The screenplay for SUBURBICON was written by the formidable Coen Brothers in the mid 1990’s (around the time they wrote the brilliant, dual Oscar-winning FARGO) and it has now come to screen courtesy of George Clooney who directs but does not appear.  It marks his sixth directorial endeavor and this time around he has done a fair job in one regard while failing somewhat in another.


The story is set in America in the 1950’s and commences as a flood of white, middle-class buyers hastily snapping up cookie-cutter homes in a brand new Norman Rockwell style dream development known as Suburbicon.  Among them is finance executive Gardner Lodge (Matt Damon) who lives with his wheelchair-bound blonde wife Rose (Julianne Moore) and their delightful 11 year old son Nicky (Noah Jupe.)  Rose’s twin sister Margaret, a brunette also played by Moore, visits regularly and everything seems 1950’s idyllic.  Until one evening a brutal home invasion occurs with two thugs chloroforming all four residents while they ransack the house.  But while Gardner, Nicky and Margaret recover, Rose dies in hospital as result of the anaesthetic. 


Now we enter that classic Coen territory as Margaret soon moves in to the house and Gardner’s bed (“Nicky needs a mother you know”) and dyes her hair a Hitchcock blonde.  But as the plot develops, two elements arise that indicate there was more at work than a simple home invasion.  Young Nicky is harboring suspicions that his father deliberately arranged for his mother’s death, and just as her life insurance is due to be paid out, a company investigator (played with sleazy brilliance by Oscar Isaac) arrives at the house because he smells a rat.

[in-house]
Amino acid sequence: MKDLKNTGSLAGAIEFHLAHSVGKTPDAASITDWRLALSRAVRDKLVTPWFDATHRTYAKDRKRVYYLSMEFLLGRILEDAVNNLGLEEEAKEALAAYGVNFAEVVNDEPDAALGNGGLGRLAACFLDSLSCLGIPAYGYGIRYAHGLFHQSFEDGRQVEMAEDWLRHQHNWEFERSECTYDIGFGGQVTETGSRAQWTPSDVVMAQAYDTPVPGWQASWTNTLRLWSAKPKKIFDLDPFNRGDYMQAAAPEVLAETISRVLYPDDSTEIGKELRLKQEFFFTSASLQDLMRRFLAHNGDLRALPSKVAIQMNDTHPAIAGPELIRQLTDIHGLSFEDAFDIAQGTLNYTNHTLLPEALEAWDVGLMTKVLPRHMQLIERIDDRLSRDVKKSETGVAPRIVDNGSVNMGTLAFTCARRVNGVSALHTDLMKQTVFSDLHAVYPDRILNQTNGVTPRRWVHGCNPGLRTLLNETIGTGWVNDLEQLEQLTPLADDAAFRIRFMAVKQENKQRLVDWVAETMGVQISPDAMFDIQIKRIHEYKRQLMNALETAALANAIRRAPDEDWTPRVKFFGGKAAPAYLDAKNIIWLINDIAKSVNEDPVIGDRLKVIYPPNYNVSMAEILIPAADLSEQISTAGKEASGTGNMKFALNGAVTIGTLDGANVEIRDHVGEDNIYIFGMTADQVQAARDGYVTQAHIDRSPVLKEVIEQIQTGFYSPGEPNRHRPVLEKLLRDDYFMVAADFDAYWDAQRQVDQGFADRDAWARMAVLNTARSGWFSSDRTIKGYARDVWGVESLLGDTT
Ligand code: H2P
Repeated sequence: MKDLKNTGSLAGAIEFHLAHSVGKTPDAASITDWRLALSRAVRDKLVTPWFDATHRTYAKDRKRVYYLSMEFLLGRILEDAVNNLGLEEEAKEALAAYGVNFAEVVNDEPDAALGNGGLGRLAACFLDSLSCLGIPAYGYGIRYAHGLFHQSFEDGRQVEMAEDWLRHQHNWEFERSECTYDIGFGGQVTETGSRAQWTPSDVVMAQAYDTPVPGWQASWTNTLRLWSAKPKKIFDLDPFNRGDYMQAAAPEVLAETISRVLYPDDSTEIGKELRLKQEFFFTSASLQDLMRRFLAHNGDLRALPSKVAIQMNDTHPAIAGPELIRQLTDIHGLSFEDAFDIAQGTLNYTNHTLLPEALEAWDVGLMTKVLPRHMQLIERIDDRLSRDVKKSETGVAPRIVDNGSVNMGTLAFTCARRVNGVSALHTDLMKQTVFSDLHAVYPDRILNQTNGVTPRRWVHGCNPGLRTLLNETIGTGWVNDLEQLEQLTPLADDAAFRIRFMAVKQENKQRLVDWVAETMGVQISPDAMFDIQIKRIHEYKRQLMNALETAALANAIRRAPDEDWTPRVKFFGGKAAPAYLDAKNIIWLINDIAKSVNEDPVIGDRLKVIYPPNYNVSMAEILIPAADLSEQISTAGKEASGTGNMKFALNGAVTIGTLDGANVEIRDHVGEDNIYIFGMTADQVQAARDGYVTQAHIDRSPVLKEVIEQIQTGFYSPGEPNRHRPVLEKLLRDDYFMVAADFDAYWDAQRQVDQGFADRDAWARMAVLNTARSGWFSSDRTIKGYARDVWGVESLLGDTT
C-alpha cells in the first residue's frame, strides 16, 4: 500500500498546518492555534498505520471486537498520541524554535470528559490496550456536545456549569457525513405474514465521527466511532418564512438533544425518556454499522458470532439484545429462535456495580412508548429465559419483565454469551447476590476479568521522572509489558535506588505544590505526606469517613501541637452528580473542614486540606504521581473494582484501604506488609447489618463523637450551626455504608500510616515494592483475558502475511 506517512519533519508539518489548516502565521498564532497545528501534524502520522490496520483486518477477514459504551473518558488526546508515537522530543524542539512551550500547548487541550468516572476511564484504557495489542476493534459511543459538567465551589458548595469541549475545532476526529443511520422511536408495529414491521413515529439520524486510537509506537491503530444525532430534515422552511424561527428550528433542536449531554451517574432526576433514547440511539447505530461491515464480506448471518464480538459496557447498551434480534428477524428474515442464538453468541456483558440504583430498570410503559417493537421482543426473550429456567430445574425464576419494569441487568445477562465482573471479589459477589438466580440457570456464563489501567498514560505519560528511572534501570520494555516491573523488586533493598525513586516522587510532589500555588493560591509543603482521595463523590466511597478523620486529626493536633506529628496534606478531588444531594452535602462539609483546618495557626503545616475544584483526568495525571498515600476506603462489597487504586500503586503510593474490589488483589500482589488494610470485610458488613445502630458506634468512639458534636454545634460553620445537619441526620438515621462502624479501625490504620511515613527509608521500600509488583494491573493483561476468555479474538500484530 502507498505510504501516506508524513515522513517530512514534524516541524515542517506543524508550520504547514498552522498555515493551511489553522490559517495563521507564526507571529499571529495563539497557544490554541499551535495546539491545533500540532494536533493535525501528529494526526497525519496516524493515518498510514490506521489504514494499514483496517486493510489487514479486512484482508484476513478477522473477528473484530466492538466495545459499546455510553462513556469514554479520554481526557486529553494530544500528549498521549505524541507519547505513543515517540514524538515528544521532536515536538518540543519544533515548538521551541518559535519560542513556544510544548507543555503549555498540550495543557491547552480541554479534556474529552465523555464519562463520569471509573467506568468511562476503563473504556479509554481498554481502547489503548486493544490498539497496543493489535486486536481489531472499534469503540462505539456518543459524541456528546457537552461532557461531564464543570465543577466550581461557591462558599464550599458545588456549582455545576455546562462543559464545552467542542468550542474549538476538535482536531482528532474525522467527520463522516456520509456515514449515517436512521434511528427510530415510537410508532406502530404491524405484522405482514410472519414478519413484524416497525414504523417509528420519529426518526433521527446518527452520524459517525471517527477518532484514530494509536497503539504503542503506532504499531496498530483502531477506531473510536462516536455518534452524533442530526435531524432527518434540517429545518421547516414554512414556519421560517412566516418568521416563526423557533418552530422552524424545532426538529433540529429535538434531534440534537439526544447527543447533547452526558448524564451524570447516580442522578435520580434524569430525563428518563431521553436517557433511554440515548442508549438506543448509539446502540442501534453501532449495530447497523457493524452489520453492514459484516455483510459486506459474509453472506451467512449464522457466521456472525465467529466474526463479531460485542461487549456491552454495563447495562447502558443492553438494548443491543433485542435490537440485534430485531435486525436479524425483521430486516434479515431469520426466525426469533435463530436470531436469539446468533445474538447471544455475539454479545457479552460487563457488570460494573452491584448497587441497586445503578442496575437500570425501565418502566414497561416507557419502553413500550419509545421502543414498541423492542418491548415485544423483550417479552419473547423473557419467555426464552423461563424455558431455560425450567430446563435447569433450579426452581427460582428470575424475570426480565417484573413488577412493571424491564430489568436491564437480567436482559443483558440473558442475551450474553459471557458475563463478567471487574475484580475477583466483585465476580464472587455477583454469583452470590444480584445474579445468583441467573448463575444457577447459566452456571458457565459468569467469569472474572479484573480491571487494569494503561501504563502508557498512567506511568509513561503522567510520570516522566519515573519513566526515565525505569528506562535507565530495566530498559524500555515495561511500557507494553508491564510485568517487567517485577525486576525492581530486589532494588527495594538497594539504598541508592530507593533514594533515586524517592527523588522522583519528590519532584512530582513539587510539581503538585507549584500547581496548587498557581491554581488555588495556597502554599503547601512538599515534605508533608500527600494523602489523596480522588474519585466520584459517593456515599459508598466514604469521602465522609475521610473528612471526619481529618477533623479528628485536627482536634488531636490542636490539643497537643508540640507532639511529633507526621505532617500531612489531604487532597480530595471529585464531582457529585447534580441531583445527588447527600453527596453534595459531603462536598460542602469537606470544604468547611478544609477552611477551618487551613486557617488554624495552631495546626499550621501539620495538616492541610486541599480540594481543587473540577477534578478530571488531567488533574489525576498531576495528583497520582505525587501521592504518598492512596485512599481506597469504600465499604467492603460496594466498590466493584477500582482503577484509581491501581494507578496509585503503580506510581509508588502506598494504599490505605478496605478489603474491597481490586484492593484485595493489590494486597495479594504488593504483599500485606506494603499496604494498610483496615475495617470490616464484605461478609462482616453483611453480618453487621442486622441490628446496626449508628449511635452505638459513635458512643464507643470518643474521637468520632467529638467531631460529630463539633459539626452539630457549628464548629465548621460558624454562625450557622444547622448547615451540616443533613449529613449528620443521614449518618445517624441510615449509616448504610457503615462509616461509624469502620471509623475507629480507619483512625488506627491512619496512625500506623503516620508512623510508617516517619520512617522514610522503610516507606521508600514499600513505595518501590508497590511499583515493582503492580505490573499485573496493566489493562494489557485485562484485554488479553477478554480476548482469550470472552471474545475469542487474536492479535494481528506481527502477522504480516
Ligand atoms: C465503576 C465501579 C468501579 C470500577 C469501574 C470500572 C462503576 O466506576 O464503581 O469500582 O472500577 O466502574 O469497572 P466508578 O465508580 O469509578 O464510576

Had the film stayed with this storyline it would probably have been another satirical triumph.  But Clooney and Grant Heslov have grafted on a subplot about racism that while commendable in bringing the situation to light, does not sit easily within the blistering parody of 1950’s suburbia.  The Lodge’s new neighbors are an African American family named the Meyers and the couple have a son Andy who is Nicky’s age. From the day of their arrival, angry white mobs gathered every night outside the Meyer home brandishing confederate flags and lit torches and each day brings outright discrimination of Mrs. Meyers from supermarkets, postmen, tradesmen and the like. (This is clearly modeled on the actual race riots engendered in August 1957 by the arrival of a black family, the Myers, in the intentionally all white enclave of Levittown, Pennsylvania.) 


This inclusion seems grafted on and they make uneasy narrative bedfellows robbing the film of tonal consistency.  The pitch black caustic lampooning of the suburban satire that references Noir classics like DOUBLE INDEMNITY and THE POSTMAN ALWAYS RINGS TWICE sits awkwardly beside the grim racism and it as if one was watching two different films blended together.


That said, there are pluses.  Alexandre Desplat’s edgy music score that commences in a jazzy feel soon evokes Bernard Herrmann’s violins as the body count rises.  The costumes by Jenny Eagan and production design by James D. Bissell recreate a flawless 1950’s world and the stellar cast are strong with young newcomer Noah Jupe giving an inspired turn as the increasingly desperate and panicked Nicky.


At the film’s commencement as the fluid camerawork of Robert Elswit glided effortlessly over the identical abodes, with identical manicured lawns, I immediately thought of the 1962 Malvina Reynolds song: “Little Boxes”…” and they’re all made out of ticky-tacky and they all look just the same.”





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